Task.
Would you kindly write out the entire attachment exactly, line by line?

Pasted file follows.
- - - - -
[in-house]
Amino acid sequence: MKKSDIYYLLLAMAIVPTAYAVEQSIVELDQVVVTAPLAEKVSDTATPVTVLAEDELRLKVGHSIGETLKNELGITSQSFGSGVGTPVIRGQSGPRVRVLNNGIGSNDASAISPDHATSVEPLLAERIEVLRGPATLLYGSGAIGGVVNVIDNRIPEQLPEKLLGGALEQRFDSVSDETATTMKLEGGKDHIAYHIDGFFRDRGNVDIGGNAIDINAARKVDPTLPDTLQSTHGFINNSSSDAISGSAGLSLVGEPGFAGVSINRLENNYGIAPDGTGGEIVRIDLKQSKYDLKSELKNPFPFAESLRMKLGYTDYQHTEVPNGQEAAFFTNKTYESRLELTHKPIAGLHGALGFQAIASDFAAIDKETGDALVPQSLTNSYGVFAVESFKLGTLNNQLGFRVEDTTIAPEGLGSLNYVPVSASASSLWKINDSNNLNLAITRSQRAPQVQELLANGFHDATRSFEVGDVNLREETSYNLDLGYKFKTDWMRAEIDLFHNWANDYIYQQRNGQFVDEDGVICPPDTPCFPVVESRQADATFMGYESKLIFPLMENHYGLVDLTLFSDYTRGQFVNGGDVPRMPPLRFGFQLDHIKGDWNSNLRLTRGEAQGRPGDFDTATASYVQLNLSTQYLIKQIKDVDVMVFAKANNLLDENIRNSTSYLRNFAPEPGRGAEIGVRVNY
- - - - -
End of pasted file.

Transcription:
[in-house]
Amino acid sequence: MKKSDIYYLLLAMAIVPTAYAVEQSIVELDQVVVTAPLAEKVSDTATPVTVLAEDELRLKVGHSIGETLKNELGITSQSFGSGVGTPVIRGQSGPRVRVLNNGIGSNDASAISPDHATSVEPLLAERIEVLRGPATLLYGSGAIGGVVNVIDNRIPEQLPEKLLGGALEQRFDSVSDETATTMKLEGGKDHIAYHIDGFFRDRGNVDIGGNAIDINAARKVDPTLPDTLQSTHGFINNSSSDAISGSAGLSLVGEPGFAGVSINRLENNYGIAPDGTGGEIVRIDLKQSKYDLKSELKNPFPFAESLRMKLGYTDYQHTEVPNGQEAAFFTNKTYESRLELTHKPIAGLHGALGFQAIASDFAAIDKETGDALVPQSLTNSYGVFAVESFKLGTLNNQLGFRVEDTTIAPEGLGSLNYVPVSASASSLWKINDSNNLNLAITRSQRAPQVQELLANGFHDATRSFEVGDVNLREETSYNLDLGYKFKTDWMRAEIDLFHNWANDYIYQQRNGQFVDEDGVICPPDTPCFPVVESRQADATFMGYESKLIFPLMENHYGLVDLTLFSDYTRGQFVNGGDVPRMPPLRFGFQLDHIKGDWNSNLRLTRGEAQGRPGDFDTATASYVQLNLSTQYLIKQIKDVDVMVFAKANNLLDENIRNSTSYLRNFAPEPGRGAEIGVRVNY